In this day and age, terrorism, bioterrorism, hazardous material and disasters have become common nomenclature to all of us. As nurses and health care professionals, it’s our job to “be there” when it matters. We often are called upon during some of the most stressful times of our patients’ lives, but in the face of a disaster, there is no such thing as being “ready.”
Disaster preparedness shouldn’t be a foreign concept to nurses. Over the past decade or so, those “rare” and catastrophic events we normally would read about in our history books are now a part of our present culture. 9/11, bomb threats, anthrax attacks and frequent natural disasters have forced us to redefine what is considered “rare.”
So we as health care professionals have to approach these disasters with an open mind and begin to mitigate the possibility that we are not exempt by being prepared.
I’m sure everyone remembers their hospital orientation (that was fun, huh?). Well, there is some important information given during those long days that will help you navigate your way through a disaster, whether you’re on the clock or not. Here are some resources to keep in mind when it comes to disaster preparedness:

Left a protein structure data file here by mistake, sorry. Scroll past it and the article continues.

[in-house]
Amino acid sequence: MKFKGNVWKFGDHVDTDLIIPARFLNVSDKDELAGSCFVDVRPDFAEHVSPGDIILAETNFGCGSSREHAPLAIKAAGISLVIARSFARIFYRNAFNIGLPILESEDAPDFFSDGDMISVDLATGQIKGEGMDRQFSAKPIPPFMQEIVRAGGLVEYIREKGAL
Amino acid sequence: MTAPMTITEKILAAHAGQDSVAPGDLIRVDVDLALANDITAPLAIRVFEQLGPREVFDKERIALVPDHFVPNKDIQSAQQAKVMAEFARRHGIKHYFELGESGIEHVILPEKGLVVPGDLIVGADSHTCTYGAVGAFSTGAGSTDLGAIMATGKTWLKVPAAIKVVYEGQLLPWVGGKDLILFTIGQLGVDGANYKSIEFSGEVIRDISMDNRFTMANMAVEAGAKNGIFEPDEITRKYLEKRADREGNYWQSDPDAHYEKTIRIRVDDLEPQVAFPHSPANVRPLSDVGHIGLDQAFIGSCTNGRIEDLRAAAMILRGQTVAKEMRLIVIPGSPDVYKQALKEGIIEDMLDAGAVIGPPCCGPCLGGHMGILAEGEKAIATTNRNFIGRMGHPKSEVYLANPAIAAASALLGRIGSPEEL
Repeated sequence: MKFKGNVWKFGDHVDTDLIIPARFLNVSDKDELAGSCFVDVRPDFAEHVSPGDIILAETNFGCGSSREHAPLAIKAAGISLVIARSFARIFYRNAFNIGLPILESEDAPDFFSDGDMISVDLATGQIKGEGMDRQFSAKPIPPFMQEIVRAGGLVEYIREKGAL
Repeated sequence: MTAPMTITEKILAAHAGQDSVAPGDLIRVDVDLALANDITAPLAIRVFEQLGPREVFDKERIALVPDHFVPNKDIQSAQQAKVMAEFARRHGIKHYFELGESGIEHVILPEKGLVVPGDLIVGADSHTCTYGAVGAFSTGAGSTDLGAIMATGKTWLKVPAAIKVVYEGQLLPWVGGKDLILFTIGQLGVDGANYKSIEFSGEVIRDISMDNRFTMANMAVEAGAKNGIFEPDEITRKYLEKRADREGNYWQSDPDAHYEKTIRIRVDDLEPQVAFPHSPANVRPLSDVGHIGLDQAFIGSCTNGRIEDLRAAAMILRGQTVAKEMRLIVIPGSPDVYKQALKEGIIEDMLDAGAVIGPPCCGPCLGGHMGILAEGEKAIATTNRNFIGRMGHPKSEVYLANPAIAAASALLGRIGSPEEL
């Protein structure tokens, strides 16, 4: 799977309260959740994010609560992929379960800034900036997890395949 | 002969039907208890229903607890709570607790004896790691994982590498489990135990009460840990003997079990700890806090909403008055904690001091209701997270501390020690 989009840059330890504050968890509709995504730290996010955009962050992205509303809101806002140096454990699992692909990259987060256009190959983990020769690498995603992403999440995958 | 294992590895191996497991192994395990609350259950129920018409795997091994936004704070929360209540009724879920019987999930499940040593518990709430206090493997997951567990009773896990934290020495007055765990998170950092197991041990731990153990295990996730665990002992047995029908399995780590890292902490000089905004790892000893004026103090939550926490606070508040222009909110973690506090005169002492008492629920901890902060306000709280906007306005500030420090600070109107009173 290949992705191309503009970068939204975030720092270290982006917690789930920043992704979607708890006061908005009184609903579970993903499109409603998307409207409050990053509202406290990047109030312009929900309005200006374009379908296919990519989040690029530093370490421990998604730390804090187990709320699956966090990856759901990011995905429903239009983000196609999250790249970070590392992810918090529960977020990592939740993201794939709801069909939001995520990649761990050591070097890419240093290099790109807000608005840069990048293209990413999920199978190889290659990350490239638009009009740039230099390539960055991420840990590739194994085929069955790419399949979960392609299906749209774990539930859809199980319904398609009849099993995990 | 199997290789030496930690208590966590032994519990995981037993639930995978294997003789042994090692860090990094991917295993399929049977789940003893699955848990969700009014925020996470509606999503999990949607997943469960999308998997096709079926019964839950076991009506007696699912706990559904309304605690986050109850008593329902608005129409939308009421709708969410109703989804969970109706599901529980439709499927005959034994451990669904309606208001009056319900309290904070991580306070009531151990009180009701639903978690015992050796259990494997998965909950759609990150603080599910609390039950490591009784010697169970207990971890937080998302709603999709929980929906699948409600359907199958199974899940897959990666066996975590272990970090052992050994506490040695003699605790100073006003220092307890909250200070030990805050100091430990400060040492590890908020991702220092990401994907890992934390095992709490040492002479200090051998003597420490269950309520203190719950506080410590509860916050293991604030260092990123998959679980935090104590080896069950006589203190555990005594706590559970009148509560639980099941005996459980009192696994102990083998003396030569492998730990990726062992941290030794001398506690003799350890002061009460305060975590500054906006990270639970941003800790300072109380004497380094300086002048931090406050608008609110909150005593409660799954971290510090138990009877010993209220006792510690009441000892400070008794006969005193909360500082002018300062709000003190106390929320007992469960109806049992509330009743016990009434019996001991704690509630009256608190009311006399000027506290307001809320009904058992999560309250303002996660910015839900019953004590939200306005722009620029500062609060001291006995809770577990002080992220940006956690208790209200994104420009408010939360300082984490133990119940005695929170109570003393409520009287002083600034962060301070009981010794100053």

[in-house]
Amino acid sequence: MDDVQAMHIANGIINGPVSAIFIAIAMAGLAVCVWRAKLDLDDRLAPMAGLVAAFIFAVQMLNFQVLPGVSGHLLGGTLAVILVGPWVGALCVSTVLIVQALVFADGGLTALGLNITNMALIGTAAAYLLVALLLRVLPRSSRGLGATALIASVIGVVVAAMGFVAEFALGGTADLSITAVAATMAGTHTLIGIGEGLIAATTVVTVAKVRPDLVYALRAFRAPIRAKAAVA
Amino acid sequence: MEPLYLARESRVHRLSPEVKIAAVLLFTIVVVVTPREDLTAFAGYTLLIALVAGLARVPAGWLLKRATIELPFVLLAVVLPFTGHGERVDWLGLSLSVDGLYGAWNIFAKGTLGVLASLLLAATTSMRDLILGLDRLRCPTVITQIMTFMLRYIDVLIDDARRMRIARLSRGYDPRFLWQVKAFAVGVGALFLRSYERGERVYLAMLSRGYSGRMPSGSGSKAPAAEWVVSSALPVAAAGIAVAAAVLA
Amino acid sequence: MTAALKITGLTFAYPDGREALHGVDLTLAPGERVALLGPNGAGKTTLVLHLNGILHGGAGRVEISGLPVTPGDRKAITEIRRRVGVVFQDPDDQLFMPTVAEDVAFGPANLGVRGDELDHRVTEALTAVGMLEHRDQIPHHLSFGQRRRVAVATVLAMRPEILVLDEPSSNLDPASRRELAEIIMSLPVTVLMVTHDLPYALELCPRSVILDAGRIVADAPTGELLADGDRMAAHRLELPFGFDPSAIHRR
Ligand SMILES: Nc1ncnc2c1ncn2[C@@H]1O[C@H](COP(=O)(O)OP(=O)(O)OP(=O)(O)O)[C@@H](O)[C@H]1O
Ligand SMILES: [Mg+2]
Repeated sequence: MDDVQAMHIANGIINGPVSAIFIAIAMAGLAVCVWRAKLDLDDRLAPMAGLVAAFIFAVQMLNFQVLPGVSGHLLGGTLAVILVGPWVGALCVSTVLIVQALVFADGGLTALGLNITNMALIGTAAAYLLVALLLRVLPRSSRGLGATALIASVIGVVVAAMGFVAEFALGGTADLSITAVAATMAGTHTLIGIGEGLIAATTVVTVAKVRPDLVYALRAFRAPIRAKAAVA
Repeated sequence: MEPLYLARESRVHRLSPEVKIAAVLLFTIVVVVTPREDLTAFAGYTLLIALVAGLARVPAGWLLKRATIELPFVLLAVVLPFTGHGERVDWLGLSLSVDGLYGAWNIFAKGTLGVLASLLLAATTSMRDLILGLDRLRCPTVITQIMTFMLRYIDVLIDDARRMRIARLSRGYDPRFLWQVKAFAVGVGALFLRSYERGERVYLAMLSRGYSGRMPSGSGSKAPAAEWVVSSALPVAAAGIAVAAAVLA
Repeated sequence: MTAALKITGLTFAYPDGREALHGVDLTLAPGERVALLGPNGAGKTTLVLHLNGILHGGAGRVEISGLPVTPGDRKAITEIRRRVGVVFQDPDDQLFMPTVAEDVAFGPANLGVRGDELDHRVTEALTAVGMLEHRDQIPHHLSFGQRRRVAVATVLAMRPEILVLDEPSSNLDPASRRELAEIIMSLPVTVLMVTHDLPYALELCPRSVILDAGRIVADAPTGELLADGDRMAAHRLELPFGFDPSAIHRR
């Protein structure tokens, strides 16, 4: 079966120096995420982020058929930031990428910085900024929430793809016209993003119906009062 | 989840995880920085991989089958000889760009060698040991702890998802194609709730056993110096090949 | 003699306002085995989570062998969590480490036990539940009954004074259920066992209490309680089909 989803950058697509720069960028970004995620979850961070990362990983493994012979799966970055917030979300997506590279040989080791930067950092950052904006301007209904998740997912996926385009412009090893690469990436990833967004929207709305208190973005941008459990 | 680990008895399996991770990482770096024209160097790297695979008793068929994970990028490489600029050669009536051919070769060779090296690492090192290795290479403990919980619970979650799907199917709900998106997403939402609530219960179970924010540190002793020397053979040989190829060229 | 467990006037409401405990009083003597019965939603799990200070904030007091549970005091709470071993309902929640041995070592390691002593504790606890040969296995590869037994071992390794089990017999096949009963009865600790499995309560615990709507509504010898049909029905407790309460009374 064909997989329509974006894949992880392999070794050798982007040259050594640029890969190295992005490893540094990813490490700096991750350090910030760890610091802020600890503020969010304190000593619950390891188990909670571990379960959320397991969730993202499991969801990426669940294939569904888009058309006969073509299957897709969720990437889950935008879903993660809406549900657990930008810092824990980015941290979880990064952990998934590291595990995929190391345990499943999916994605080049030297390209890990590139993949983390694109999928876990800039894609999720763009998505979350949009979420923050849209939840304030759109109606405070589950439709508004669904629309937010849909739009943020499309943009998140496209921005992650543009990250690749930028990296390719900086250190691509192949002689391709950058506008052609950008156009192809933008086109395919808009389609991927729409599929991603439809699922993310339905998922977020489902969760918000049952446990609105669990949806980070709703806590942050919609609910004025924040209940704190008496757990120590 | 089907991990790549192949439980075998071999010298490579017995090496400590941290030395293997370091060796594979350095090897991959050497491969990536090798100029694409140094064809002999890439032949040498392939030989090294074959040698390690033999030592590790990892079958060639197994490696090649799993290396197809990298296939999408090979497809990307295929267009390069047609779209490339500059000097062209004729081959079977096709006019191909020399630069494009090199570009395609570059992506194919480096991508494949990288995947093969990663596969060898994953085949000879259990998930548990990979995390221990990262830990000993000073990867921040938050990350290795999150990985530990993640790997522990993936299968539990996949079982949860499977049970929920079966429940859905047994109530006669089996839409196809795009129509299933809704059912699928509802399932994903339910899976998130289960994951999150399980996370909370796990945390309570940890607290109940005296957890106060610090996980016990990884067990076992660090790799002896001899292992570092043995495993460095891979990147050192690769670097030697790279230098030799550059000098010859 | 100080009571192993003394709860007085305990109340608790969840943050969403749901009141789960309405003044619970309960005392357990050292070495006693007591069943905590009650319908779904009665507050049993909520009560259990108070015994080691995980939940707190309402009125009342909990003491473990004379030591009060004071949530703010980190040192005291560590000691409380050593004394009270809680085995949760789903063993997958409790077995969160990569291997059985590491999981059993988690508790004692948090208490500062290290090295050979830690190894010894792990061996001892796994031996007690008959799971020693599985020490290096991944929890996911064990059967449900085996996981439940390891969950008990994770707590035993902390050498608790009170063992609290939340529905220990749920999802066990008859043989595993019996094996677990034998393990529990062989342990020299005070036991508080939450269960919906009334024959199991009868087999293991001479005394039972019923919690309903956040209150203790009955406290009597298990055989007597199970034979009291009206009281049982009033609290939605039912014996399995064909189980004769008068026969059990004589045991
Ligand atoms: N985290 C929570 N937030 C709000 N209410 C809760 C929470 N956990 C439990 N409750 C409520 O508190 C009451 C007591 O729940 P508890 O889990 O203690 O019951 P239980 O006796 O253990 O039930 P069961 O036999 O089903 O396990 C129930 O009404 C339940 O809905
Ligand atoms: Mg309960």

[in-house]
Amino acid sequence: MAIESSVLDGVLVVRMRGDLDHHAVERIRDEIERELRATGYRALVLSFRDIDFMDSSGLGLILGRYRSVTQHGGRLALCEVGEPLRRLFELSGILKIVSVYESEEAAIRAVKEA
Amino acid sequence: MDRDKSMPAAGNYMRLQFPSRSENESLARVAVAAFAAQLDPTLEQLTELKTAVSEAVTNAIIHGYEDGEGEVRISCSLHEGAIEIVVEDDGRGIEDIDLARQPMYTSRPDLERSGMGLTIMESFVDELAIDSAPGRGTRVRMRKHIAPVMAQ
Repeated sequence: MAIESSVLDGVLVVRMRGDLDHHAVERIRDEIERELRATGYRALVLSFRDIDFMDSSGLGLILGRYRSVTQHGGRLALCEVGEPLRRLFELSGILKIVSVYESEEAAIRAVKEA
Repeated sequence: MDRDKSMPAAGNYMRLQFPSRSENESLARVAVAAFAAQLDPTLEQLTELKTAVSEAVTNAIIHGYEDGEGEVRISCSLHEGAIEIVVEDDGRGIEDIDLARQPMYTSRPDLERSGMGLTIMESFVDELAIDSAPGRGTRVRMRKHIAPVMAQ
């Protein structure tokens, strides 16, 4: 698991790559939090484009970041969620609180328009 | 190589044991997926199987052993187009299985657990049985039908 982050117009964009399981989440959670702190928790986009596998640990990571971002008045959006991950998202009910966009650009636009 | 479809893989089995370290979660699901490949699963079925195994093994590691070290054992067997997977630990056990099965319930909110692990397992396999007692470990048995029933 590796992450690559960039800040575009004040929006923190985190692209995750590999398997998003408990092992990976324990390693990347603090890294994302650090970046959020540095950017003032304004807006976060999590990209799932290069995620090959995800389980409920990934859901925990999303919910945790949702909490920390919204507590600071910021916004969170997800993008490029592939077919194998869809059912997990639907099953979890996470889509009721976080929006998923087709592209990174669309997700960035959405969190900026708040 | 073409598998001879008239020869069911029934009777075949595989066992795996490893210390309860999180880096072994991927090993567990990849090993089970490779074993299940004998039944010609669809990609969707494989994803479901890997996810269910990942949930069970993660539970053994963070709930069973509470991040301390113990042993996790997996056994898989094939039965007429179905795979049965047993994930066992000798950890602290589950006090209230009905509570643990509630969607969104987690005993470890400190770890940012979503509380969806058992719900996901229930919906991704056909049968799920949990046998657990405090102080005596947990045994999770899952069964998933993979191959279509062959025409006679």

Know your codes
- Every disaster is “coded.” I think we all are familiar with the codes for patient distress or patient arrest. There are codes for natural disasters, though, as well as unnatural disasters.
If you don’t know your codes, know where to find them
- I, for one, have a dandy of a time remembering all the codes. Most of them are color-coded, but I’m not going to remember 13 different colors and their associated codes. Most facilities give you a detachable reference card that conveniently fits on the reverse side of your name badge. Use it!
Know where to find your resources
- Most facilities have gone digital, so your disaster preparedness plan may very well be online. Some are on the intranet, while others may be on good old paper. Just be sure you know where to find it.
Know your role
- During just about every disaster, each employee has a specific role–some are as simple as manning a doorway, while others will be as complex as safely moving patients. Your role may be further defined by your department as well as whether you are in a managerial position. Be sure you know what is expected of you.
Practice makes you prepared, not perfect
- Remember your first code? Subsequent codes didn’t get “easier”–you became more knowledgeable and your skills were sharpened with each experience. Transfer that habit to disaster preparedness.
As always, my list is basic and simple. The more you know, the safer you are. The safer you are, the safer your patients and your loved ones will be. And who doesn’t want that?
This article was republished with permission from SCRUBS Magazine.